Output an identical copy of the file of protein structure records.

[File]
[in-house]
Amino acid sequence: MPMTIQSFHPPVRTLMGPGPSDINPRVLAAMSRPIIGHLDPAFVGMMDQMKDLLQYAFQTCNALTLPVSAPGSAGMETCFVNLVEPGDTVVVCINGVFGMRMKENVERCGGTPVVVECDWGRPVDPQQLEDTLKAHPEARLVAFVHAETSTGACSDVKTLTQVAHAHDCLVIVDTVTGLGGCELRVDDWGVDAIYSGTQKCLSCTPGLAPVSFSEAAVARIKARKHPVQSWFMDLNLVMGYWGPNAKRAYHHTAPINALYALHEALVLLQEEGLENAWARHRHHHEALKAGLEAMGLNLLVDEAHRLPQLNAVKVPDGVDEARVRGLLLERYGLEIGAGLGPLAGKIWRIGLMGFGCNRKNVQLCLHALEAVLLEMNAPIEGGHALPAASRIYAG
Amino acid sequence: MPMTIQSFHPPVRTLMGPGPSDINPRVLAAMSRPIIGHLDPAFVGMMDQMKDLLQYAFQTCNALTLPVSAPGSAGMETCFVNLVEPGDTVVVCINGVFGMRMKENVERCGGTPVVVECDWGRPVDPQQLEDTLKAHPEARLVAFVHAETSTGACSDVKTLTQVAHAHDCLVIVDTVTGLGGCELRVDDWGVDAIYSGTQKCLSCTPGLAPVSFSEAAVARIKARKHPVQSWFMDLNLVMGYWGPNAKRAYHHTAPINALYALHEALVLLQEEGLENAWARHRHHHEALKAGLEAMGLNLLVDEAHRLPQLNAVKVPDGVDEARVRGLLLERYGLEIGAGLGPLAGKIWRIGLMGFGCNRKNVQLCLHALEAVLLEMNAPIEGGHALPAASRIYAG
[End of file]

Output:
[in-house]
Amino acid sequence: MPMTIQSFHPPVRTLMGPGPSDINPRVLAAMSRPIIGHLDPAFVGMMDQMKDLLQYAFQTCNALTLPVSAPGSAGMETCFVNLVEPGDTVVVCINGVFGMRMKENVERCGGTPVVVECDWGRPVDPQQLEDTLKAHPEARLVAFVHAETSTGACSDVKTLTQVAHAHDCLVIVDTVTGLGGCELRVDDWGVDAIYSGTQKCLSCTPGLAPVSFSEAAVARIKARKHPVQSWFMDLNLVMGYWGPNAKRAYHHTAPINALYALHEALVLLQEEGLENAWARHRHHHEALKAGLEAMGLNLLVDEAHRLPQLNAVKVPDGVDEARVRGLLLERYGLEIGAGLGPLAGKIWRIGLMGFGCNRKNVQLCLHALEAVLLEMNAPIEGGHALPAASRIYAG
Amino acid sequence: MPMTIQSFHPPVRTLMGPGPSDINPRVLAAMSRPIIGHLDPAFVGMMDQMKDLLQYAFQTCNALTLPVSAPGSAGMETCFVNLVEPGDTVVVCINGVFGMRMKENVERCGGTPVVVECDWGRPVDPQQLEDTLKAHPEARLVAFVHAETSTGACSDVKTLTQVAHAHDCLVIVDTVTGLGGCELRVDDWGVDAIYSGTQKCLSCTPGLAPVSFSEAAVARIKARKHPVQSWFMDLNLVMGYWGPNAKRAYHHTAPINALYALHEALVLLQEEGLENAWARHRHHHEALKAGLEAMGLNLLVDEAHRLPQLNAVKVPDGVDEARVRGLLLERYGLEIGAGLGPLAGKIWRIGLMGFGCNRKNVQLCLHALEAVLLEMNAPIEGGHALPAASRIYAG